German was the language of 'almost there' (not geographically, I did go to Germany and I had a great time using the language there, it saved me from taking the wrong train/bus). The reasons I didn't reach the desired basic fluency are a) lack of practice (though this has changed a bit as I'm chatting more often); b) overuse of crutches (subtitles, parallel reading where I read for content and pay little attention to the language in there) and c) lack of appropriate TV series for building up knowledge and comprehension the way I did with French (films are my main source and sometimes they barely have dialogues). German is a case where I have yet to figure out what to do in order to improve. Maybe writing is part of the solution.

Expugnator wrote:

I won't be too optimistic to reach for basic fluency in Mandarin, even if I've been studying it for over 3 years. It is a language to be respected. I am doing good things and I've noticed significant progress in my reading in the previous year, but I still need to keep the multitrack approach which includes using intermediate-level textbooks. As for production, I need to find opportunities to practice the language either live or through Skype. If I notice an improvement in my speaking skills I may finally consider contacting my former teacher for a placement level and some classes. What I know for sure is that this new year of learning Mandarin will be the most enjoyable so far, because in 2014 I finally reached a level at which I have a lot of fun with studying the language - not to mention that the materials available are indeed entertaining. I must confess I would be happier with a Mandarin-only team, but I'm sure there are other interesting logs to follow in Team East Asian apart from the ones I already follow.

"Almost there" here too, but not in the bad sense of not reaching a goal. In fact, I was sure that aiming for basic fluency was too much but in spite of that (or maybe because of that, if I follow iguanamon's philosophy) 2015 was a very good year for Mandarin. I had mostly comprehensible input all the way, I never gave up on textbook learning and only once in a while I noticed I was reading too 'en passant' with Pera-pera and focusing too much on content/subtitles in the TV series. Now i'm only doing 10 minutes of Mandarin instead of 30 in the past years, so keep going is a challenge on its own. Thanks to HelloTalk and Speaky, I write in it very often and I have the feeling I could get around in China pretty much well if I had to go there, so I can proudly present myself as someone who can make himself understood in Mandarin if the urge calls. Mandarin shares an issue with German: still relying too much on crutches. I need to do some extensive reading and listening once in a while to check what my current level actually is.

Expugnator wrote:

Not only will I continue my Norwegian activities this year, I will also be the captain of the Scandinavian TAC Team. I was close to reaching basic fluency last year, and in order not to let it escape in 2015 I will work attentively on writing and on listening. I still don't have many opportunities to speak Norwegian, but I believe I can speak enough to get by and I only lack practice.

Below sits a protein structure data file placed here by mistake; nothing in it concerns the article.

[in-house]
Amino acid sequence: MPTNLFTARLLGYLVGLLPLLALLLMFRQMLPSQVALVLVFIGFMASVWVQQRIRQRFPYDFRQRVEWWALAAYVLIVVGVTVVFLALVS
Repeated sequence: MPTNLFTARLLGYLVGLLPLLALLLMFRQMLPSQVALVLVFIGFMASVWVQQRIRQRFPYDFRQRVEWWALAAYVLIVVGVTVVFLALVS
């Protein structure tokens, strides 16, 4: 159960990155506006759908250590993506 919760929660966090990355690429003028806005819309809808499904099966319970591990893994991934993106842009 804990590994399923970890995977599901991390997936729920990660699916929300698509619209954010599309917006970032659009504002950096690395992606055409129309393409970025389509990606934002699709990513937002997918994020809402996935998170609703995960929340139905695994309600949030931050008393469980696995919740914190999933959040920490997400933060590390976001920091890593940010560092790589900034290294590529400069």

Norwegian was the great disappointment of the year. Team Scandinavian colapsed with the DNS outage. I consider I've reached basic fluency but that was a stretch, from a time I was confident about listening. I'm not sure my listening is good enough for this anymore. I did little to no writing (only occasional text chatting) and since I didn't always understand spoken Norwegian without subtitles in the series I'm watching, I would watch it carelessly most of the days. I need to work on specific listening techniques to make the transition into basic fluency and I need to read intensively, because I read mostly extensively for the SC and so my reading didn't move beyond basic fluency. I can still understand Norwegian better than German but if I keep reading more German and reading it in a better way Norwegian will be left behind. This shouldn't happen because Norwegian is a language I truly enjoy learning and using. For the record, I can't follow one of my favorite series, Dag, at its 4th season as it lacks subtitles. This is really frustrating.

Expugnator wrote:

I am more motivated in Russian than I was before, even if I am still disappointed with the low progress observed this year. I need to keep doing intensive reading as the long sessions of extensive reading at my current stage proved ineffective. I have no speaking skills and it is still not a focus, but I believe the team activities this year will involve a lot of writing and voicechatting. Russian has the advantage of having better resources than Georgian, so I expect it to surpass Georgian alongside the year.

Russian was the language of the year in 2015! I consider it the language at which I made most significant progress; 2014 was Norwegian, so I only hope what happened to Norwegian in 2015 won't repeat with Russian in 2016 (nor do I want it to happen with Norwegian or any other language for that matter). My motivation remained high. I managed to resume intensive reading mostly through textbook study, but at the extensive reading front I went from 4-5 to 10 pages a day and with listening-reading! This is not just a number, if I can read 10 pages instead of 4 and not get tired that means I understand